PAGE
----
Here comes the sun.

This morning when I picked up Oliver from school, he walked outside and said, "The whole world is melting!"

It is. People are outside shoveling waves of slush-water out of their driveways. Colin stepped in lake-sized puddles, soaking his shoes and jeans. A robin bathed in the middle of the road.  On the drive home, I sped through the water on the sides of the road for the fun of it, giant tsunamis soaring up past the kids' windows.

By the time we got to our driveway, Colin was having such a good time shouting "Splash! Splash! Oh no!" that I drove around the block once more. Just for fun.

I am finally starting to get things done around here. People aren't sick anymore.  There are no more medications to administer. No more piles of disgusting sick linens to wash. I still occasionally throw up and I still get dizzy when standing up and bending over, but I'm feeling pretty good. I've started making a few dinners here and there. We bought new furniture and got it set up in the living room. I designated some boxes of junk for Goodwill. I set up a list of things we have to buy for the new baby and/or transition to the boys sharing a bedroom. I ordered new plants to replace the dead/ugly specimens in the yard.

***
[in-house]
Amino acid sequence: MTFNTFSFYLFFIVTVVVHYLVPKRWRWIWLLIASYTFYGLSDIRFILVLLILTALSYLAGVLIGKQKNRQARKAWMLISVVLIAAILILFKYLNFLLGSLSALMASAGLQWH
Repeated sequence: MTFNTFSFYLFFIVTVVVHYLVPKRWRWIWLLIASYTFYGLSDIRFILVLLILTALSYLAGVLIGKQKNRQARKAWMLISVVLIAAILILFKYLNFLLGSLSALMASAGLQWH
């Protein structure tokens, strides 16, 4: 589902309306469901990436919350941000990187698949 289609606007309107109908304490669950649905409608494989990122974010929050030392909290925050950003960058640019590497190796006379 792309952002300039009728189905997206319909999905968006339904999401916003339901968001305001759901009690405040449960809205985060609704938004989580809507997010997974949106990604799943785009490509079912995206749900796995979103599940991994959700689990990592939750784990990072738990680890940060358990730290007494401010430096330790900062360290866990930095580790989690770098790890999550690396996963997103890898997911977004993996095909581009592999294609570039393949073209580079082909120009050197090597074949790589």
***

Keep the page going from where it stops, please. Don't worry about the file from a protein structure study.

After two long years, we took down the baby gate at the top of the steps. It feels like our whole house suddenly opened up. I can carry a laundry basket up the stairs without fussing with the gate. I can walk in the front door with arms full of groceries and just walk right into the house. It seems so much more welcoming. I didn't even notice how oppressive that stupid baby gate felt, but by its absence I have been freed. Silly, isn't it? How liberating it can be to take down a baby gate?

But anyway. I guess my point is that if you want to come over now and enjoy our new couches, you can. Colin and Oliver sure are.